Five Things I Learned About Art From Seeing Shearwater Live

shearwater_new_photoThis past weekend in San Francisco, I went to see my favorite band, Shearwater, perform live at Bottom Of The Hill. I was worried I’d be disappointed; that somehow their live performance wouldn’t live up to the music I’d grown to love on their albums. I’ve been disappointed by bands I’d been in love with in the past, and it’s a tragic experience. Somehow, knowing that the band just can’t pull it off live tarnishes my experience of their music thereafter.

Not so with Shearwater. Not only did their music surpass my every expectation, but I caught myself thinking about the process of creation as they were playing. I found myself reflecting on what it is about music – about art in general, really – that resonates with us as emotional creatures. That night I had the pleasure of meeting lead singer and songwriter Jonathan Meiburg, and he listened kindly as I babbled incoherently about how much I love his music. Then I went home and reflected some more on what he’d said and how they’d played, and here are some simple thoughts I came up with after seeing their performance.

1) Art is about authenticity

I’m not just talking about playing from the heart. They weren’t perfect; their music didn’t sound exactly like it did on the recording; they joked casually with the audience and I think Meiburg made a comment at one point about his other passion, ornithology. They laughed at each other. They were themselves. They performed not as performers but as themselves. They were honest, as is their music. Artists, real artists, can never be posers. False emotions are incommunicable – they get stuck somewhere inside of us, they break down like poorly-made cars. Somehow, the truth always comes out, and authenticity is what resonates.

2) Art is about emotion

Shearwater’s music encompasses a variety of forms, from haunting piano melodies to rolling drums to tense, energetic anthems. They take you from the peaks of mountains to the river valleys below to spare, rocky deserts. They show you the range of human emotion, from triumph to love to sadness to anger. Art, like Shearwater’s music, should show you the full range of human emotion, in all its complexity and depth.

3) To be authentic and to be emotional, you have to channel your art through yourself, physically and mentally. 

You cannot be impartial to it to your art. You cannot watch passively as it is created. I’ve seen bands play who looked like they were bored stiff while playing. I’ve seen musicians whose expressions never changed while playing a song. Similarly, I’ve met writers who couldn’t read a passage from their own books out loud to save their lives. I’ve read books that the writer seemed to have had nothing invested in. When Shearwater played, you could see the music written on their bodies, scrawled across their faces. When my friend Drew Chial read a favorite poem of his out loud, you could hear the tension, the intensity, in his voice. When another friend Rachael Spellman writes, you can see the things she sees as she describes them; you can feel the pain she’s feeling as she tells her stories. Art must be a process of channeling yourself into your work.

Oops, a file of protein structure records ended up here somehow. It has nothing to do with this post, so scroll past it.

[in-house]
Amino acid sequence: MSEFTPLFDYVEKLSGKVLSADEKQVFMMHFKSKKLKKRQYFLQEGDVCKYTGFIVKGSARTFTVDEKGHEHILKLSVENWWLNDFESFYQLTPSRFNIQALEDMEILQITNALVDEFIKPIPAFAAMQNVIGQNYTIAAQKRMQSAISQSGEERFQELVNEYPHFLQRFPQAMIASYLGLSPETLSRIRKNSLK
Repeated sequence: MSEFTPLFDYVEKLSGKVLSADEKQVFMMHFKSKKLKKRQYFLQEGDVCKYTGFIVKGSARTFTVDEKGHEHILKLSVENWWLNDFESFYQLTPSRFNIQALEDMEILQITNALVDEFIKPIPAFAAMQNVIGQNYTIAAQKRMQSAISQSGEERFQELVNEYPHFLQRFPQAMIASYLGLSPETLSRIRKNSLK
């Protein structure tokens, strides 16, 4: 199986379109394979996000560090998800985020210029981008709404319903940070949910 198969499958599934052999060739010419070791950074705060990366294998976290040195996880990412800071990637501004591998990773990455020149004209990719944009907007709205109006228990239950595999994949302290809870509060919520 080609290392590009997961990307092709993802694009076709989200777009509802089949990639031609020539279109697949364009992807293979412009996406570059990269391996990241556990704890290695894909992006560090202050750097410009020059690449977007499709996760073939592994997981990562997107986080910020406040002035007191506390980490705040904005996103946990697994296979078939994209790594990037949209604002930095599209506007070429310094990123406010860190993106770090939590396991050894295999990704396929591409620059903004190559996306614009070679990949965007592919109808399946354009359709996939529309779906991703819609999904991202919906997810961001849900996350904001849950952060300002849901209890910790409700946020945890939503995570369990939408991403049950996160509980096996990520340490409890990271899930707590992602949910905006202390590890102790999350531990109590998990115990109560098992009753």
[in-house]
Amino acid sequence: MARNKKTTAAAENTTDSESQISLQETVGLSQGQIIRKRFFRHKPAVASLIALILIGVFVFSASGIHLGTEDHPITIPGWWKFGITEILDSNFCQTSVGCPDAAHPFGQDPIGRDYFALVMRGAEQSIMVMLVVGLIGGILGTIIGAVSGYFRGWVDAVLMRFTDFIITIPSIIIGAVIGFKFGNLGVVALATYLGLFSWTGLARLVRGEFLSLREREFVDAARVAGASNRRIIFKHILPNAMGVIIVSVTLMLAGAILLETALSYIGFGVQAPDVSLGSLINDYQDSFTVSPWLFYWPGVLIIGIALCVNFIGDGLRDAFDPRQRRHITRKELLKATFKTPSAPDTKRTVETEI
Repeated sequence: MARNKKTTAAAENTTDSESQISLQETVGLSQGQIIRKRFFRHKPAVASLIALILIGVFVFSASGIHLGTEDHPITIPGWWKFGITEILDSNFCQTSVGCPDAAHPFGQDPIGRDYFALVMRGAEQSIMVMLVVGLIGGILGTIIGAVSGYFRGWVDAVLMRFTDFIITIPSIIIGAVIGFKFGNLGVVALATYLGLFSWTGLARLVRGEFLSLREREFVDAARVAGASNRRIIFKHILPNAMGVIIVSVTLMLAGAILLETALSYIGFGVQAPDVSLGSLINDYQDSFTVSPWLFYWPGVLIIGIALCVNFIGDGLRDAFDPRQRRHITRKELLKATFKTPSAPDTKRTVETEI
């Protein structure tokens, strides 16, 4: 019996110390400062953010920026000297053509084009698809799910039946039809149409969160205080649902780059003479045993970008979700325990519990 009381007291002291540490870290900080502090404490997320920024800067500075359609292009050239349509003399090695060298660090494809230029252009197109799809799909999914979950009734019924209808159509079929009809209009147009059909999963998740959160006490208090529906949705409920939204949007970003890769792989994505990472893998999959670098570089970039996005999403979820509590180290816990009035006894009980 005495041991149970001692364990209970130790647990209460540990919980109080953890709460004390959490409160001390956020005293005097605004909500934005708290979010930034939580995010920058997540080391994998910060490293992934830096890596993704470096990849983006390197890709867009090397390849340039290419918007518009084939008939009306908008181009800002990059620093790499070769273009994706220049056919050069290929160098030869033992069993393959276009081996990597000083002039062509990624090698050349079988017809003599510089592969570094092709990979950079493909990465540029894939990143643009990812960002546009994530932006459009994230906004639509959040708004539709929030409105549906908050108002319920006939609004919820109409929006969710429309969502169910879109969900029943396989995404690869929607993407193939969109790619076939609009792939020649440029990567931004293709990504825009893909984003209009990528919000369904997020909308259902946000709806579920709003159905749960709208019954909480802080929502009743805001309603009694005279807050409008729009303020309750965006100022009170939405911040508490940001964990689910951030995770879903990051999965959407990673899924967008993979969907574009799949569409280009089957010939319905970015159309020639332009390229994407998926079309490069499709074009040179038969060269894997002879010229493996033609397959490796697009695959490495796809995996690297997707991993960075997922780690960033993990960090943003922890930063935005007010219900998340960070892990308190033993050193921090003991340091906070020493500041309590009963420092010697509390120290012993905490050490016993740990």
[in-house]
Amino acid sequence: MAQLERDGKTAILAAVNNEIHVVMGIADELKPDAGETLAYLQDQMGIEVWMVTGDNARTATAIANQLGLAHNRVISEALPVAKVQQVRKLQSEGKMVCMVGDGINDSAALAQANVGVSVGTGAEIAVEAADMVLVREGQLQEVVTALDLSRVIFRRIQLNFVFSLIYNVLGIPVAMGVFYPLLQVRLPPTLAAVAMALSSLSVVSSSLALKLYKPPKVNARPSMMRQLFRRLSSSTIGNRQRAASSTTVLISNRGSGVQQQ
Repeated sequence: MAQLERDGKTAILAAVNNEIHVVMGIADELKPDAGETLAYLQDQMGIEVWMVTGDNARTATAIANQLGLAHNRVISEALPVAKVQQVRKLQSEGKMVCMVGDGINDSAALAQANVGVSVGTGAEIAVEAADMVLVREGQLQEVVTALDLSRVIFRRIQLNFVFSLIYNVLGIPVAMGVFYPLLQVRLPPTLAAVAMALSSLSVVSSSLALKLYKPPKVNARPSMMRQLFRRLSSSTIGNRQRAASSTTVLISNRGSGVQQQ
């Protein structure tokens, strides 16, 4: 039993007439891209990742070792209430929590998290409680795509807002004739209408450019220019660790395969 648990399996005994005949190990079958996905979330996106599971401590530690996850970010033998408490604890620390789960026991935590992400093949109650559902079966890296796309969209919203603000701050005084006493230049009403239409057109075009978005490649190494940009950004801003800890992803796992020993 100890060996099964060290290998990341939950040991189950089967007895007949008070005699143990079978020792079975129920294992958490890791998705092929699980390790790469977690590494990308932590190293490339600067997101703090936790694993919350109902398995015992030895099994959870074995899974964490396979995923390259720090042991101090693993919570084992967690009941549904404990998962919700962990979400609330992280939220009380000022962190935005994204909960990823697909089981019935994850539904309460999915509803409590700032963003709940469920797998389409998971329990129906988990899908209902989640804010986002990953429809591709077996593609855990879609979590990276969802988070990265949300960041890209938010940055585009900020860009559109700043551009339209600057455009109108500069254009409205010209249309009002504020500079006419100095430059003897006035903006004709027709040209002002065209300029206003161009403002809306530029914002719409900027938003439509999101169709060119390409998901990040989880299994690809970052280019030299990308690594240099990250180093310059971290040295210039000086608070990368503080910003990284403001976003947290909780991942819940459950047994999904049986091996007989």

4) To be an artist, you must make art your life. 

Shearwater’s been making music for over ten years. They’ve been playing and touring together for almost that long  (maybe longer?). They’re experienced, dedicated, and passionate. They have made their art their lives, and it shows. I don’t want to say that you have to give up your job in order to be considered an artist, or that you have to abandon your family, or anything crazy like that. But in order to make good art, you have to make it a part of your life, and you have to dedicate yourself to constantly improving and working to be a better artist.

5) Finally, and this isn’t a prerequisite (we all know there are lots of asshole artists out there) but, at its roots, art is about love. 

And because of that, you should love what you do, and you should love the people who love your work. This is about humility. Jonathan Meiburg was exceptionally humble and kind (as previously mentioned, he bobbed his head enthusiastically as I mumbled incoherently about how great his music is), and that taught me as much about art as anything he did on stage. Art is about love. It’s about communicating love, in some form or another. It’s loving what you do. It’s being passionate about your work. It’s loving those who understand the scribbles you’re putting onto a canvas, the words you put on paper, or the melodies you create from wood and metal and your own body. Art is about trying to make sense of the world and loving and appreciating those who follow you in your pursuits. Art is about love. Art is love.

Thank you all for reading, and I hope that, if you haven’t already, you have the pleasure of experiencing such a thing as I did last Saturday.

Cheers, all.